Apparently discordant behaviors in time and space: Not always everyone is rowing in the forward direction only. Sometimes the people in front and those in back have different instructions and rowing movements. Sometimes people on the left and those on the right have different instructions. Sometimes people on the right are REQUIRED to STOP rowing and rest and ensuring that only left rowers row, to ensure correct behavior and direction. Not all rowers need to understand why they are required to make the required actions on a particular time for ex just revering their rowing direction whereby one moment they were rowing forward and now they are rowing backwards,, but with experience they start getting insights that if they do follow the directions religiously they are better off keeping on track towards destination despite apparent short time backtracks or seemingly impossible currents which they though could not be navigated.

RAPIDS or Toppling Points: The most feared (by some) and awaited (by others) are the moments when the boat needs to navigate past the RAPIDS or areas in the river bed where there is a sudden change in river-bed depth, leading to turbulent local currents on the surface. These are avoided if possible, warned beforehand to all rowers, closely watched by the guide, forewarned to everybody that everyone needs to navigate with all their strengths during and prior to the Rapid crossing and special Tips given to each to ensure that neither the boat topples nor individuals are thrown off-board.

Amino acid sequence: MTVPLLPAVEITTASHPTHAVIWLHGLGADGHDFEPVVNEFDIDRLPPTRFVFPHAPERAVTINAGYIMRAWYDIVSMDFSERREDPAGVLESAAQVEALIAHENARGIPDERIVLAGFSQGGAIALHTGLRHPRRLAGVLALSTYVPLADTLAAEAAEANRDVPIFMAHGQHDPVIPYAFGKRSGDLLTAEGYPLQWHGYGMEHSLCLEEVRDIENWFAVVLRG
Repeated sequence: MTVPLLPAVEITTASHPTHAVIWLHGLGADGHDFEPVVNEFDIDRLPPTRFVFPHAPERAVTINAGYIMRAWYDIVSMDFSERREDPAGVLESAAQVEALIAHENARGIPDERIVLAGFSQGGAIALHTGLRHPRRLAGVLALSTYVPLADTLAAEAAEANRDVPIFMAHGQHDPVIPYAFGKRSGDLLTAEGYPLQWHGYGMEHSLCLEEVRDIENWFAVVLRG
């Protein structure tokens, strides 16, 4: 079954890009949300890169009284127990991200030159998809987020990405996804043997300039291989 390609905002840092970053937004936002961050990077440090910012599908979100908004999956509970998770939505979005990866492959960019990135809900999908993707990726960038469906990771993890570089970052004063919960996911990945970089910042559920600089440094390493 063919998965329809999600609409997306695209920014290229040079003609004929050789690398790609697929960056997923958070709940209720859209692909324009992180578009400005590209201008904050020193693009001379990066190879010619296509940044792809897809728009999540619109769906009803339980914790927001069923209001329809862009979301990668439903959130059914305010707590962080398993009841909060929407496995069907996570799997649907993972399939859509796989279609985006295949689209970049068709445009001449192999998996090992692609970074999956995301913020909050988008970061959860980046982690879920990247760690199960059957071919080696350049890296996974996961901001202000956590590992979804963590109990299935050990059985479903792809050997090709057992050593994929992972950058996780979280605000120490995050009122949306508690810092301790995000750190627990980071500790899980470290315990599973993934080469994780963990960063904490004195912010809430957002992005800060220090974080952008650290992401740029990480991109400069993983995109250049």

The Rapid Dynamics: In Rapids, though all who are rowing need to row with all their strengths, yet it is not the classical case of 'all hands on the board'. The guide himself keeps watching, getting ready for action in case the boat topples to ensure that boat bumps back up, that all the oars that are needed for rowing further downstream are intact and not lost by the individual rowers to the water and above all to ensure that everyone (though they have life jackets strapped) are brought back on the boat as soon as possible. Also, most importantly, some people who are normally involved in rowing are asked to stop rowing, move to the front of the row and are required to strategically position themselves in the front of the boat, leaning towards the most forward point in the boat and putting their weight in the front, so as to reduce the impact of the onslaught of wave. These should ideally be people who have most weight.

The Thrill of Toppling : The most amazing insight was the revelation that some of the people most knowledgeable about water and rafting, good swimmers and experienced rafters, were also the ones who would most often 'engineer' the topples while navigating the rapids. Just like there are well known ways to avid the boat from toppling in the rapids, there are equally well known counter actions to engineer the topple. One straightforward, and apparent by now, way is to ensure that few like minded people lean backwards at the time of RAPID concentrating weight towards the back. No problems with that, one does get a different experience while the boat is turned upside down and one is floating by ones own in the water, and these people being good swimmers and all, would also be the ones who would put the boat back, et fellows on board and get a kick out of it in all ways: the thrill of topple and the subsequent opportunity to play the savior.

The Perils of Toppling